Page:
Rule: Defamation (Tort)
Defamatory language is language that adversely affects a living individual (and sometimes a corporation's) reputation. This may result from impeaching the individual's integrity, honesty, sanity, virtue, or the like. To establish a prima facie case for defamation, a plaintiff must prove the following elements.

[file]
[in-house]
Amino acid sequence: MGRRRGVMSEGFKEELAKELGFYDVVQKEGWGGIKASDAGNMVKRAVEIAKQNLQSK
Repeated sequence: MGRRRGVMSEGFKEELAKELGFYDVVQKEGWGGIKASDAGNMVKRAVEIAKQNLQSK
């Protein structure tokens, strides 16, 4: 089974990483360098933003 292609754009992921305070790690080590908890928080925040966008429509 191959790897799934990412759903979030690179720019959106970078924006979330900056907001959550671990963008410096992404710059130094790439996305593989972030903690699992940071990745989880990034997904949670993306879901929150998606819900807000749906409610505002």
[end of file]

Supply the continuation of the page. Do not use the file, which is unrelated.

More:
- Defendant created defamatory language;
- The defamatory language was “of or concerning” the plaintiff. In other words, the language must identify the plaintiff to a reasonable reader, viewer, or listener.
- The defamatory language was published by the defendant to a third person.
- The plaintiff's reputation was damaged
If defamation refers to a public figure or involves a matter of public concern, two additional elements must be provided in addition:
- Falsity of the defamatory language; and
- Fault on the part of the defendant.
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